Aural haematoma more likely in dog breeds with folded ears - Veterinary Practice
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Aural haematoma more likely in dog breeds with folded ears

New RVC research using anonymised veterinary health records reveals that dog breeds with folded ears have a higher risk of developing blood blister of the ear (aural haematoma) compared to breeds with erect ear carriages

Aural haematoma, also known as a “blood blister of the ear”, is a distressing condition for dogs where the ear flaps fill with bloody fluid. New research from the Royal Veterinary College (RVC) has found that dog breeds with folded ears (v-shaped drop and semi-erect ear carriage) have a higher risk of developing this condition compared to breeds with erect ear carriages.

In particular, the research revealed 14 dog breeds that are particularly prone to aural haematoma. The worst affected breeds included Bull Terrier, Saint Bernard, French Bulldog, Irish Staffordshire Bull Terrier and English Bull Terrier. With the condition being highly distressing and likely painful for dogs, this information is key in helping owners recognise the problem and seek appropriate veterinary care faster.

The paper, “Reporting the epidemiology of aural haematoma in dogs and proposing a novel aetiopathogenetic pathway” that is published in Nature Scientific Reports reveals the true scale of aural haematoma, with one in every 400 dogs in the UK suffering from the condition each year.

Aural haematoma describes a build-up of bloody liquid that forms within the ear flap of a dog. It was previously thought that this resulted from blood vessels that burst when dogs shake their head or scratch their ear too hard, but the findings of this latest RVC study challenge this idea.

The team of RVC researchers have proposed a new theory to explain the causation of aural haematoma: rather than resulting from headshaking, a cartilage-folding hypothesis is proposed whereby repeated folding of the ear flap along the line of cartilage fold within certain types of ear carriages leads to chronic damage and weakness along this fold line. This damage eventually triggers a bleeding episode into the ear flap.

The study, led by the RVC’s VetCompass Programme, is the largest ever study to use anonymised veterinary health records to explore aural haematoma in dogs. After following the clinical records of 905,554 dogs for a one-year period, the researchers identified that 0.25 percent (2,249 dogs) were affected by the disease.

Key findings from the study include:

  • Fourteen breeds showed an increased risk of ear aural haematoma compared with crossbred dogs
  • The breeds with the highest risk included Bull Terrier (x 7.4 the risk of crossbred dogs), Saint Bernard (x 7.3), French Bulldog (x 7.0), Irish Staffordshire Bull Terrier (x 5.5) and English Bull Terrier (x 5.4)
  • Twenty breeds showed a reduced risk of ear aural haematoma compared with crossbred dogs. The breeds with the lowest risk included Greyhound (x 0.1 times the odds of crossbred dogs), Chihuahua (x 0.1), Miniature Dachshund (x 0.1) and Pomeranian (x 0.1)
  • Compared with breeds with erect ear carriage, breeds with V-shaped drop ear carriage had 2.0 times the risk of ear aural haematoma and breeds with semi-erect ear carriage had 1.6 times the risk. Conversely, breeds with pendulous ear carriage had reduced (x 0.6) risk
  • Increasing body weight was associated with an increased risk of ear aural haematoma, with dogs greater than or equal to 40kg at 8.5 times the risk compared with dogs less than 10kg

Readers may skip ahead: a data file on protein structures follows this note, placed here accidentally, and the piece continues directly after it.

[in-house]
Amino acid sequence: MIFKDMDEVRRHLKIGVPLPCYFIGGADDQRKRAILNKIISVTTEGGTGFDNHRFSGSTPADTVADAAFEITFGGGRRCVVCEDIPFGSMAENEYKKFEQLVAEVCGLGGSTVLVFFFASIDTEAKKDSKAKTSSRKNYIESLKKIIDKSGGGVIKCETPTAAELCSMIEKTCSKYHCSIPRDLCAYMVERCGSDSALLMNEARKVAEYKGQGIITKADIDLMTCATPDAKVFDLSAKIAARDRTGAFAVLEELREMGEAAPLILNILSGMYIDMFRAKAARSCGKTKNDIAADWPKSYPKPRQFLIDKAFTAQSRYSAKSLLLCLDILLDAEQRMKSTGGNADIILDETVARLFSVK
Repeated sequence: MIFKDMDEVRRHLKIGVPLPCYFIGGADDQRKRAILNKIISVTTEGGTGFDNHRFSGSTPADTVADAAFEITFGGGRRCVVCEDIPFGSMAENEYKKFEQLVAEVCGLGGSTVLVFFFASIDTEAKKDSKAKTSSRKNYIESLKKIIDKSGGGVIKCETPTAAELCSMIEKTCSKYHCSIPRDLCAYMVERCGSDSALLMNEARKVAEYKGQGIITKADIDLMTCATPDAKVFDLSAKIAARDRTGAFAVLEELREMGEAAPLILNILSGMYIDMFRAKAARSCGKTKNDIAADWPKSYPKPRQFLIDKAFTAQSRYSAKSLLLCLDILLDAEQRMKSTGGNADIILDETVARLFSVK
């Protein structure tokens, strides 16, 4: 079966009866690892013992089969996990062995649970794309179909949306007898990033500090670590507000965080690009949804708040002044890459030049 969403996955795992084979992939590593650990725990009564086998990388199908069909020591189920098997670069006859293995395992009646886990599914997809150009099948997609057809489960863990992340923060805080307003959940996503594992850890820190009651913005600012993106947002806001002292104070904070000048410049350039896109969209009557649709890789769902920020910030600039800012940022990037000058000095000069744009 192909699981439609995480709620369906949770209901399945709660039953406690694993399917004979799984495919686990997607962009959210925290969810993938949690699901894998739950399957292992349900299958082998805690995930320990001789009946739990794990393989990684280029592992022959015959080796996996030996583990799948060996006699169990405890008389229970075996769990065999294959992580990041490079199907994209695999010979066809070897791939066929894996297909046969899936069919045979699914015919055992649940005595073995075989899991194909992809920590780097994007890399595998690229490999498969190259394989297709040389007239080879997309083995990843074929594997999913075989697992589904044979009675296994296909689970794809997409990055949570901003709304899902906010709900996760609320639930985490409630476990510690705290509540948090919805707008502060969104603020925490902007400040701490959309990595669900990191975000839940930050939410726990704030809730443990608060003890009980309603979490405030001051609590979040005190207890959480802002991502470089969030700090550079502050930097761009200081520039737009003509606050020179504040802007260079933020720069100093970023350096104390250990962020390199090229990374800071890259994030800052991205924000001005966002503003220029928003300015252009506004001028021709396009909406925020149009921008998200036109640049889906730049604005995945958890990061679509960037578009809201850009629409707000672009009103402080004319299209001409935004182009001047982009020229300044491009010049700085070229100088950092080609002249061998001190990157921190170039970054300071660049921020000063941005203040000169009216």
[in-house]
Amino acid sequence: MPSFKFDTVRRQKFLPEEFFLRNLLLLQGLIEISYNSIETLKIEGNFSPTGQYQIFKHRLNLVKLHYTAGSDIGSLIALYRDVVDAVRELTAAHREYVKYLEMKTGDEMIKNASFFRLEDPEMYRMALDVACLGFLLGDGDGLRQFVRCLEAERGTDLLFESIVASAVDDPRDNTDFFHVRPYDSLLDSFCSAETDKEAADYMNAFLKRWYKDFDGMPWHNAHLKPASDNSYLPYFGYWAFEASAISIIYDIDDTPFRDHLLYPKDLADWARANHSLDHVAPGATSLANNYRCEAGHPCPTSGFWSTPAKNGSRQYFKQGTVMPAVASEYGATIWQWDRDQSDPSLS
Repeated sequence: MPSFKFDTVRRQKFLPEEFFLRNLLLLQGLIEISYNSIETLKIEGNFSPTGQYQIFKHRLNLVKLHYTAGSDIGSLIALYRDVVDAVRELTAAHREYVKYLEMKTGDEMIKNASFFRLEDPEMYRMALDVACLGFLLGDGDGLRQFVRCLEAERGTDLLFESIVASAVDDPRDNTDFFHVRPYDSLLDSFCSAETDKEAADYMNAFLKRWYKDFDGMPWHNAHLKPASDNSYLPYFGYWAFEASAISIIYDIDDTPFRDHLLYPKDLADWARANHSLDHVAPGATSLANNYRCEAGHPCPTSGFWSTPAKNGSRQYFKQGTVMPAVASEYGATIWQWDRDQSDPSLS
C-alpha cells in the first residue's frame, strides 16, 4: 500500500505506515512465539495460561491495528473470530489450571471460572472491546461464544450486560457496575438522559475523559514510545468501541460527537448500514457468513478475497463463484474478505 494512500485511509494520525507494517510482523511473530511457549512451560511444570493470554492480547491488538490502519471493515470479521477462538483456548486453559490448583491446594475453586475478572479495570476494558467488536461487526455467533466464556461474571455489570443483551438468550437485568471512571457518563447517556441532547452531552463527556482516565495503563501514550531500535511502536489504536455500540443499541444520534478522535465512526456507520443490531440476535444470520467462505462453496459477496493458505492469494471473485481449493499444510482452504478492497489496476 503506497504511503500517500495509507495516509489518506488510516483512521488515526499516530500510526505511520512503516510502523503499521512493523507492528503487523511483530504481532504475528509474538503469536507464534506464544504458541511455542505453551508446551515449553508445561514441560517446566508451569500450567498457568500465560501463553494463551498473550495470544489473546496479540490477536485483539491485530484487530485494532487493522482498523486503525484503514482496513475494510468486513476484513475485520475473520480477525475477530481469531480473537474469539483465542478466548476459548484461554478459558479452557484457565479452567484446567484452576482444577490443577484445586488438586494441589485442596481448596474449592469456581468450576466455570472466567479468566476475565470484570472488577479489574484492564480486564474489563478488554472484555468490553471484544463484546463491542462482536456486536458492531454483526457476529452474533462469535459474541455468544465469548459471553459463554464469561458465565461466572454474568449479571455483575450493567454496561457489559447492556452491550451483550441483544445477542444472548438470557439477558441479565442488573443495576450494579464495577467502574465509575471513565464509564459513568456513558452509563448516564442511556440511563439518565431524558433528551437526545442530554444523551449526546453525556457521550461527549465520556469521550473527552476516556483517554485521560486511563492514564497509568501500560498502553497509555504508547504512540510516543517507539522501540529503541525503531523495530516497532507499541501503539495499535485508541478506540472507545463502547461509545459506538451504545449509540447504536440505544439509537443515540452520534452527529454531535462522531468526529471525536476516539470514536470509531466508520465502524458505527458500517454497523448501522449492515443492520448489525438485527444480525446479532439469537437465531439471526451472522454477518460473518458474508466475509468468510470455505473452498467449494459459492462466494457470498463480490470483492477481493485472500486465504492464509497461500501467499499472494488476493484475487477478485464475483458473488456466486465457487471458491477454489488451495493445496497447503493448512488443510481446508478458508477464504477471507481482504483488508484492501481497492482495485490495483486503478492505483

• Dogs aged 10 to 12 years were at the greatest risk of ear aural haematoma (x 5.6) compared with dogs under 1 year

This new research from the RVC aims to improve awareness of both the frequency of aural haematoma in dogs and generate new insights into which breeds, and ear types are most susceptible.


Dr Dan O’Neill, senior lecturer in companion animal epidemiology at the RVC and lead author of the paper, said: “Humanity evolves when it sees the world in new ways. This study is evidence of the power of veterinary big data to generate a new theory explaining why dogs develop aural haematoma, a disorder that has been recognised in dogs for a century.”

“The use of the VetCompass data in this epidemiological study has provided an invaluable insight into dog breeds predisposed to this painful condition.”

Dr Zoë Halfacree, co-author and soft tissue surgeon at Davies Veterinary Specialists, said: “The use of the VetCompass data in this epidemiological study has provided an invaluable insight into dog breeds predisposed to this painful condition.”

Dr Yan Hui Lee, co-author and RVC’s BVetMed Class of 2021 Ggraduate, said: “Now that I am working as a general practitioner, issues related to the ear are one of the most common presenting complaints that I see daily. This study enabled me to understand aural haematoma better, and I now use this information to offer improved advice to my clients.”

Health, Welfare and Breeder Services Executive at The Kennel Club, Bill Lambert, said:“These extensive findings importantly help us to identify which dogs are most at risk of developing aural haematoma, which can be a painful disorder among some dogs.

“Ultimately this research, funded in part by The Kennel Club’s Charitable Trust as part of our mission to make a difference for dogs, should help owners that may need support in spotting the initial signs and seeking appropriate veterinary care, particularly in those breeds identified as being at most risk of being affected.

“The data from this research will also be used to collaboratively create strategies to tackle health priorities with the breed clubs of affected breeds.”

This study was supported by an award from the Kennel Club Charitable Trust and Agria Pet Insurance.

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